The Online Spend Disconnect – PPC And SEO
An interesting post over at SEOMoz highlights the spending disconnect that exists in the way that many companies allocate their online marketing spend.
Not surprisingly, search advertising should continue to be the largest category, growing from $9.1 billion in 2007 to $20.9 billion in 2013.
- Source: C|Net News, June 30, 2008
While the current spend on natural SEO?
SEO: $1.3 billion (11%)
- Source: SEMPO data via Massimo Burgio, SMX Madrid 2008
So, out of a total of around $10.4 billion spent on search, only $1.3 billion, or 12.5% is spent on natural search placement. Therefore you would expect the potential traffic from natural search to be the smaller piece of the pie, right?
Looking at the Google heat map we can see that it’s the natural results that catch the attention of users viewing the page.
This superior visibility is matched by the click through rate data,
The natural results in Google drive more than 70% of search traffic, though only account for 12.5% of online spend.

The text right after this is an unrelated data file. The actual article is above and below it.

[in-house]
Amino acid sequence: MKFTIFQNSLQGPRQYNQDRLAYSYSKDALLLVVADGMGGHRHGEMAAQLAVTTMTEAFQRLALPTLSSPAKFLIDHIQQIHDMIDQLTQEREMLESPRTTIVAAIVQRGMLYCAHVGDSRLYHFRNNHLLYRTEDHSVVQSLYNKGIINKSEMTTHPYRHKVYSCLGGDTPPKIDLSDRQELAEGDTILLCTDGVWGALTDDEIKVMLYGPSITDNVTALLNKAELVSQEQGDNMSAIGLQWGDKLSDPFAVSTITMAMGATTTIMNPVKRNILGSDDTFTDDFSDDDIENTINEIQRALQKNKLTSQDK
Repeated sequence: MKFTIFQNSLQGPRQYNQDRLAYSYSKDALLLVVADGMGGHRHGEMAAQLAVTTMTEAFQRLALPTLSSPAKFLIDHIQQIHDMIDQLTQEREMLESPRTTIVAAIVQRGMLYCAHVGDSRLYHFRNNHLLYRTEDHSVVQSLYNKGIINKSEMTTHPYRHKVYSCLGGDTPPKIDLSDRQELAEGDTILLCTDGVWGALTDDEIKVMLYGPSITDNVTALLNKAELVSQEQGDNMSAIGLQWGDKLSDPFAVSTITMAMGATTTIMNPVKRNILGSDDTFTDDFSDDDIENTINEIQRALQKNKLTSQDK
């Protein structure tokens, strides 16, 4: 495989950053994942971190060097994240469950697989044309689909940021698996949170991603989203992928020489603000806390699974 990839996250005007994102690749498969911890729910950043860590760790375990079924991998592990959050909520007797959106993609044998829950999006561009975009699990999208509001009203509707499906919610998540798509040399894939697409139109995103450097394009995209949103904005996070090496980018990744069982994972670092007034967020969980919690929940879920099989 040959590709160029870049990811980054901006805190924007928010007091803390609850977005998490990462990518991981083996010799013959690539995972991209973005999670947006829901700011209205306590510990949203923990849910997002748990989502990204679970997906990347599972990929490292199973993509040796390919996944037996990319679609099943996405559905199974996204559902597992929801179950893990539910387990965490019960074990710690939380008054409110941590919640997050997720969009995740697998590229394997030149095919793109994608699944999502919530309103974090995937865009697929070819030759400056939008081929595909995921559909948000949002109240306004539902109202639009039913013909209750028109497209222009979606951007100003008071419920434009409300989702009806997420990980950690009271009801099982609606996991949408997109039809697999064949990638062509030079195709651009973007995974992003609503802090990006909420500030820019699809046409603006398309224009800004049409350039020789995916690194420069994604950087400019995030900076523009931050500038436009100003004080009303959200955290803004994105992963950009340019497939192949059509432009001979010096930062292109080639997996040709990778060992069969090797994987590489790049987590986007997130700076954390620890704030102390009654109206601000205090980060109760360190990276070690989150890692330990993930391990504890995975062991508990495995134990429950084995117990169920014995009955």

Why is this? Take your pick from any one or more of the following,
- PPC is an easier concept for people to understand, there is a general lack of education and understanding of the SEO process.
- PPC is quicker (almost instant) to get results and you only pay for traffic that you actually receive. There is a higher perception of accountability and control.
- Traditional marketers pay far less attention to SEO, column inches in the business press given over to SEO are far less than PPC. Again this may well be due to a lack of SEO understanding amongst journalists.
- There is a lack of trust in a segmented and unregulated SEO marketplace. A basic lack of understanding handicaps buyers and can lead to acceptance of poor advice and wrong buying decisions.